The deal will end one of the longest bid processes ever, according to some, but Verizon won't have an easy go of it. Even with partnerships with Apple, Bing, Google, Mozilla and Oracle, Yahoo is struggling through the turnaround. While Yahoo reported that second-quarter 2016 revenue rose 5% to $1.3 billion, display revenue and search revenue fell overall. The impact related to its Microsoft search partnership added $252 million to revenue, otherwise GAAP revenue would have been $1,055 million, down 15% from Q2 2015.
Bloomberg also reports that Verizon is not interested in Excalibur, Yahoo's IP portfolio, which Seattle-based TurboPatent deems mostly "invalid" and "unenforceable."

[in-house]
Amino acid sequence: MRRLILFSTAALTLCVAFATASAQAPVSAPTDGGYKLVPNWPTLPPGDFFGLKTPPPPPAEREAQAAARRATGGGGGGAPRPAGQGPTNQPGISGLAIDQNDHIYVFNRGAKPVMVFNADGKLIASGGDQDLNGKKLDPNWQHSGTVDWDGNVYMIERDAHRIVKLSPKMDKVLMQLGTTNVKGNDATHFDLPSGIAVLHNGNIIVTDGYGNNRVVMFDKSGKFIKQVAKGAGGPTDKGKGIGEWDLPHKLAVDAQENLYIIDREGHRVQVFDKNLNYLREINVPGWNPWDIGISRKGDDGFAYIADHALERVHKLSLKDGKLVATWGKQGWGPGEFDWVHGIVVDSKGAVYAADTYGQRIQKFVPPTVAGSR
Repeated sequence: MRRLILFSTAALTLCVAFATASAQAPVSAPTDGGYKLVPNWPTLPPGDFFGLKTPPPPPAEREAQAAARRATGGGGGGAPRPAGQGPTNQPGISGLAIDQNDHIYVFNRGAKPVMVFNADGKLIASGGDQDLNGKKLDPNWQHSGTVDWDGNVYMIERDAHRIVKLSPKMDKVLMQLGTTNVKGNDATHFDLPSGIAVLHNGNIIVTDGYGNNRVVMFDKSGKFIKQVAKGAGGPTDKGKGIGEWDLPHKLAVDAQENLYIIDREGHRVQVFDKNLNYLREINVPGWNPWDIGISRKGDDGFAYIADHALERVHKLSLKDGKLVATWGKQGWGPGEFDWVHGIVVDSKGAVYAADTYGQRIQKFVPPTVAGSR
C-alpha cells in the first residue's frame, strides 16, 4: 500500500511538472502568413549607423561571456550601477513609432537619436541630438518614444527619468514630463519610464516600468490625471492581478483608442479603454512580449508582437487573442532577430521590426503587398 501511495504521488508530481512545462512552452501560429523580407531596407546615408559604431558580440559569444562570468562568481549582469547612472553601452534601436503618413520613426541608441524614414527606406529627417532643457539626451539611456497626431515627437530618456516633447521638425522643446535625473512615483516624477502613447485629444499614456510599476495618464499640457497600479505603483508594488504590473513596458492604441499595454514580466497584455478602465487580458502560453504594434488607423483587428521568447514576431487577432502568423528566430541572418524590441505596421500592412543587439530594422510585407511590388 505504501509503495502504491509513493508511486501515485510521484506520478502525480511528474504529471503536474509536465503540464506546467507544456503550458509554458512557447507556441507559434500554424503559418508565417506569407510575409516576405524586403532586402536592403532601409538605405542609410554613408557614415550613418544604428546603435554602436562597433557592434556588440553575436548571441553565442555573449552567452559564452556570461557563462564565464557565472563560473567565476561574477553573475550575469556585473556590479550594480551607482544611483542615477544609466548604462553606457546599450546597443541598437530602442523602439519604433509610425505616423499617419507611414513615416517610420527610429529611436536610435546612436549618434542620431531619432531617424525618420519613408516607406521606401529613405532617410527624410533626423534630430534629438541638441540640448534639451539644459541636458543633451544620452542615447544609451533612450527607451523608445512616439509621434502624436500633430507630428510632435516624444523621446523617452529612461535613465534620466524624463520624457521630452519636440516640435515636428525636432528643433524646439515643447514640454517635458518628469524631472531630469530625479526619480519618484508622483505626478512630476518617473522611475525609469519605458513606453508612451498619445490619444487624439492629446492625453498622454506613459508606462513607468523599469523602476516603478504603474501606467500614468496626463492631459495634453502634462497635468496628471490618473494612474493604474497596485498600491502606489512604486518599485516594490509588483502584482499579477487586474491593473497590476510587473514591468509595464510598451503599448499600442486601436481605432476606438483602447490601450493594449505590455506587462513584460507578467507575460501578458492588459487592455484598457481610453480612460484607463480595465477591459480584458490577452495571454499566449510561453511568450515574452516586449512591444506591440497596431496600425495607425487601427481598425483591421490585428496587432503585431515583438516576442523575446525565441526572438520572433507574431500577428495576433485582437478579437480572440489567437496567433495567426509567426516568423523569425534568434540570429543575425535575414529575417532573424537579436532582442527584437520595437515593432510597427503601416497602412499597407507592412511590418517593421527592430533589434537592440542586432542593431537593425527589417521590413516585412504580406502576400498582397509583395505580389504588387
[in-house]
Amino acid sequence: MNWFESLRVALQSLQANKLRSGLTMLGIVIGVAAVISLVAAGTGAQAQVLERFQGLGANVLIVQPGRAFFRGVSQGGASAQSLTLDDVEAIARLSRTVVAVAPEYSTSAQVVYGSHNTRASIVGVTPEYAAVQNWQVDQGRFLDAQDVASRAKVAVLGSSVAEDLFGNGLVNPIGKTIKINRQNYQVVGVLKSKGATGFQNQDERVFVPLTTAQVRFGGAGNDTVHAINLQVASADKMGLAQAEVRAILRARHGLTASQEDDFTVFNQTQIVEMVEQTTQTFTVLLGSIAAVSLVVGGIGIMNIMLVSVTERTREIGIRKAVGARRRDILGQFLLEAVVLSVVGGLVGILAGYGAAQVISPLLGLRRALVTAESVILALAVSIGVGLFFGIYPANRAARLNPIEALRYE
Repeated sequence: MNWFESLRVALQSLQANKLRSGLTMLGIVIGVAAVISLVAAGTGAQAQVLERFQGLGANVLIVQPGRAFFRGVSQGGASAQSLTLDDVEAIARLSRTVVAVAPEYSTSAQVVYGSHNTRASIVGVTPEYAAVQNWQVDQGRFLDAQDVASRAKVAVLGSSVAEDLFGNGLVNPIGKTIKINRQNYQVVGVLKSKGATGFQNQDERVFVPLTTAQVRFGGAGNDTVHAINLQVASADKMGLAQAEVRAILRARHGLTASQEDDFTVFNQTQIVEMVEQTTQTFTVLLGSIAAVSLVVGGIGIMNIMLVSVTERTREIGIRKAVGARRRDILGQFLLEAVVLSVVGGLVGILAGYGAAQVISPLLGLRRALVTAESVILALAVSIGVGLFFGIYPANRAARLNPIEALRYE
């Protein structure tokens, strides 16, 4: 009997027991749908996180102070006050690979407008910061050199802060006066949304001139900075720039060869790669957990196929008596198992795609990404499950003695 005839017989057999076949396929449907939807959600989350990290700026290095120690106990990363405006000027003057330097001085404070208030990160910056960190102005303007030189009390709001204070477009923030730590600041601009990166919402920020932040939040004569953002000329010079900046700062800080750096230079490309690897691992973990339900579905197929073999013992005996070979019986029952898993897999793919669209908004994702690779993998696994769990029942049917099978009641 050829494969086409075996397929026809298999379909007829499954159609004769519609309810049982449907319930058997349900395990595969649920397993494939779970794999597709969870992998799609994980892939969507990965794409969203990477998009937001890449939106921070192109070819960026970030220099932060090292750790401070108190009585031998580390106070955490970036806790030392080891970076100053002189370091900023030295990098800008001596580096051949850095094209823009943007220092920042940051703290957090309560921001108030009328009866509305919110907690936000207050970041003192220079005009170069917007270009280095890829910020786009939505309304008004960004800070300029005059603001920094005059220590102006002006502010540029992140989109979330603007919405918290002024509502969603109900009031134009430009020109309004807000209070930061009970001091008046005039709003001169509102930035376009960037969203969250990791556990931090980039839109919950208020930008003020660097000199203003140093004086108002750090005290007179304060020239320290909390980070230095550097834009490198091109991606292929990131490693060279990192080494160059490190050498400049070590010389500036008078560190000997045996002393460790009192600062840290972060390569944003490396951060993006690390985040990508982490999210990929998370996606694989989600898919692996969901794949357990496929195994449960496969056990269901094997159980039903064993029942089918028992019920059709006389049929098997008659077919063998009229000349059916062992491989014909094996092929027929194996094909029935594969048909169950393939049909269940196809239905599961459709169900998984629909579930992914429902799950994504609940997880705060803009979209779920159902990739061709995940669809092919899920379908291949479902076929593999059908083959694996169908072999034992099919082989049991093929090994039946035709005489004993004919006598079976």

Innography, which has uncovered details to better understand the stakes and value of the Excalibur portfolio, estimates that search patents in Excalibur comprise the majority of the portfolio, with online advertising between 15% and 20%, and mobile between 10% and 20%.
This will not be the last acquisition Verizon makes to build out its advertising business. Bloomberg the company plans to build an advertising empire, all rolled up into CEO Tim Armstrong's AOL business, from native, display and video, to search.
Verizon reports earnings on Tuesday.